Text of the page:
18 October 2010
© InfoSome people just can’t keep away from trouble. First aid hero Rosie Moran has helped injured casualties at not one, not two, but three serious road accidents so far this year.
Rosie, a Red Cross volunteer and staff member, was driving home through London in her branded vehicle on 12 October when she saw there had been a nasty car crash, leaving the driver trapped in his car.
Twenty-nine-year old Rosie said: “I could see that the airbags hadn’t inflated and the man was clutching his chest. I checked his spine and the back of his neck and, although he could move his neck freely, he cried out in pain when I touched the back of it.”
“I put a collar on the man to keep his neck secure, then a paramedic arrived and we quickly decided fire-fighters would be needed to cut the man out of the car.”
Rosie stayed on the scene, comforting the stricken casualty, until the fire service arrived. Then, as the smallest person at the scene, she was asked to get in the back seat of the car and hold the victim’s head securely while the fire-fighters got out their heavy cutting equipment and took the car’s roof off.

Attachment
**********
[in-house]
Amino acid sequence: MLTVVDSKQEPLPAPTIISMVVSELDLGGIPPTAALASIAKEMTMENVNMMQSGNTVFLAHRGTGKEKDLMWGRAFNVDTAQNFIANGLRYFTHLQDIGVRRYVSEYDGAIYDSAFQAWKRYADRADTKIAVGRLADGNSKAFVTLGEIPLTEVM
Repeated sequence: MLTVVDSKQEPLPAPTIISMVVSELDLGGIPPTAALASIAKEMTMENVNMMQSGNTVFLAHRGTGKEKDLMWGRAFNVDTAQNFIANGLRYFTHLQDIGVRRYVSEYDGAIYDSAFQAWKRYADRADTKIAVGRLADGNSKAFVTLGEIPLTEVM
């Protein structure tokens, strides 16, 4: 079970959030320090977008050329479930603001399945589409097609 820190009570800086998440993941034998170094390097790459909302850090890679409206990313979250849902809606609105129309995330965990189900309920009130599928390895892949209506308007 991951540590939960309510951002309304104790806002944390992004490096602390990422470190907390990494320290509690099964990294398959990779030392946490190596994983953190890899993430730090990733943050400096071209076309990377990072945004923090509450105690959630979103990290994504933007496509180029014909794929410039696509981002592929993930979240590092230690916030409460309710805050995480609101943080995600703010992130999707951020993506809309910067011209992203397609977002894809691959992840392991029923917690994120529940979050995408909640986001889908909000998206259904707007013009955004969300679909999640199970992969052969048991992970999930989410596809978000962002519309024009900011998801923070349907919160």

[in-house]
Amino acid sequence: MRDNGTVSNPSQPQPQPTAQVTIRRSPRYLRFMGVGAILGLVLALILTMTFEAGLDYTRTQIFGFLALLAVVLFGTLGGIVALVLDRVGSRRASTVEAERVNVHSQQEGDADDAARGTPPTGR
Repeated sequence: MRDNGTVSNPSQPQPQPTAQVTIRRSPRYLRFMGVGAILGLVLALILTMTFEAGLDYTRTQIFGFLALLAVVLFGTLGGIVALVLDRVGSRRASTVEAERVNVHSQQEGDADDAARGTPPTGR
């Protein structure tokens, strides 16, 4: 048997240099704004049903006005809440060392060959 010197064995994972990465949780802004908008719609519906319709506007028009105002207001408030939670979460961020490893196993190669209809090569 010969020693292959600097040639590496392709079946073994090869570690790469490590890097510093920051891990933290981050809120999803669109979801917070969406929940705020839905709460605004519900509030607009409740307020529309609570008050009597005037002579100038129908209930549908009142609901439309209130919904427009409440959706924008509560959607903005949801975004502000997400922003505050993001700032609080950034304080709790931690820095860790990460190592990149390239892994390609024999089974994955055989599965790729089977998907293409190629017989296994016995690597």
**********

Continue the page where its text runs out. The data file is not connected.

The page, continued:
The first aider said: “It was incredibly noisy while the fire-fighters were taking the roof off. My job was to make sure the man was comfortable and conscious, so I talked to him the whole time. He started to deteriorate a bit while they were cutting off the roof, but he didn’t have very serious injuries and is expected to make a full recovery.”
Response ‘second nature’
Speaking of her hat-trick of road accidents, including a seriously-injured pedestrian in February and a high-speed crash in June, Rosie later said: “I always seem to be driving past at the right time. But, when these things happen, it’s reassuring to know that I have my training as a Red Cross emergency response volunteer.”
She added: “The training means that knowing how to respond has become second nature, rather than something you have to panic and think twice about.”
Become an emergency response volunteer